Saturday, February 15, 2014

Penguins as a Model for Animal Research

It felt so good to be back in my classroom with my students this week! They worked so hard and I was so wiped out by the end of the week. Glad to be back either way.

Oh how I love Saturday mornings without anything on the schedule. My son is busy doing batting practice in the basement. My daughter is using the living room as a dance floor to practice ballet.  My husband is cooking breakfast, so I thought I'd sneak in a little post.

We started our penguin research this week. We research penguins as a group so my students have a model for how to do their animal research later in the year. We started out by doing a close reading activity with this book. It's my favorite nonfiction penguin book.  We spent the whole week digging into this book during our reader's workshop lessons.  I have a whole collection of penguin books (which are available to the students), but really digging into one or two helps my students understand the importance of using good strategies with informational text.

Throughout the week, we added details to our can/have/are anchor chart.

 Any words that were new, unfamiliar or super interesting to us during our reading were added to our penguin vocabulary anchor chart.  At the beginning of reader's workshop time, I give the classroom iPads (we have 2) to students who will be in charge of recording the special vocabulary for the day.  That allows me to keep reading/teaching while they use the Educreations app as a white board to keep a list of the vocabulary we should add to the anchor chart for the day.   Then I can take a screen shot of the new vocabulary words to use it with a small group later or email it to parents so the students can discuss our new vocabulary at dinner.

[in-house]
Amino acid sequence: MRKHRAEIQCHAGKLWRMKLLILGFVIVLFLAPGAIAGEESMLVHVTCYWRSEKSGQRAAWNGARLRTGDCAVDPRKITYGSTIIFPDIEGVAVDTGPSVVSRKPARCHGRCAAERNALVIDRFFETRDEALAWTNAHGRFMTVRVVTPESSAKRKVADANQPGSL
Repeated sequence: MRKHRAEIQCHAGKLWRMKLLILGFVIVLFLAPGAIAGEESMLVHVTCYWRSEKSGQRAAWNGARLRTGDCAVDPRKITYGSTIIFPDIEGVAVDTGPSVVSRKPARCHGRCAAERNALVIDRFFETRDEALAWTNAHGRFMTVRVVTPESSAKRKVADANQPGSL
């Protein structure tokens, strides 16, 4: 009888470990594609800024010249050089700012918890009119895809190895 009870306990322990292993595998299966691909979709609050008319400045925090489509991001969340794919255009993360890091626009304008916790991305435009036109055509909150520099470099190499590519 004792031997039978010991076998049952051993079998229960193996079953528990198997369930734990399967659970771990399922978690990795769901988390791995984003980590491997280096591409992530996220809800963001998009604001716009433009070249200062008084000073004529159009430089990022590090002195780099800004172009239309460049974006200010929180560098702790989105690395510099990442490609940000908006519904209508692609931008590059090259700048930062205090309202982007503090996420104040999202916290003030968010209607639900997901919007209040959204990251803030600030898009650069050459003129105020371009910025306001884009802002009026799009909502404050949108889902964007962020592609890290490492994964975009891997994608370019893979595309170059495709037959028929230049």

This is a screen shot one of the iPads
 after one of the reader's workshop lessons this week.

Here's another one.  This student chose to write lots of words that we
discussed even though we
knew the definitions of some already. 

We'll add more to this vocabulary chart next week
as we continue our research.

When the anchor charts are complete, I'll take pictures of them and add them to our Reader's Workshop Anchor Chart book.  Then students can go back to reread and  revisit the things we've learned long after I've taken the charts down in the room.  We have a writer's workshop anchor chart book as well. They are  favorites in our room!

The students also completed their own can/have/are sheet and a vocabulary wheel for one of the words from our chart.  They choose their own word from our Penguin Vocabulary chart to use in the wheel and I ask them to write down things that will help them explain the word to a partner.  When their wheels are completed, they find a partner who has a different word and share/discuss their thinking. I move around during that time to make sure students are accurately defining the word since they may or may not have included the definition we discussed in their descriptions on the wheel.  

The resources I use for this unit are all found in my Nonfiction Penguin Unit.  It even includes pieces to make the anchor charts.  You can check it out by clicking on the image below.

When we finish this research project, the students will be well prepared to do their own animal research project.  They will choose their own animal and we'll use my Animal Research Book to guide them through the same kind of process we used to study penguins.  This was my very first Tpt product and it's my best seller.  I should probably update the cover...ha!  Add that to the to do list.

It's sunny and 10 today, so it's finally nice enough for a long dog walk. Not kidding... these poor dogs really need some exercise (and so do I)!  Happy Saturday!


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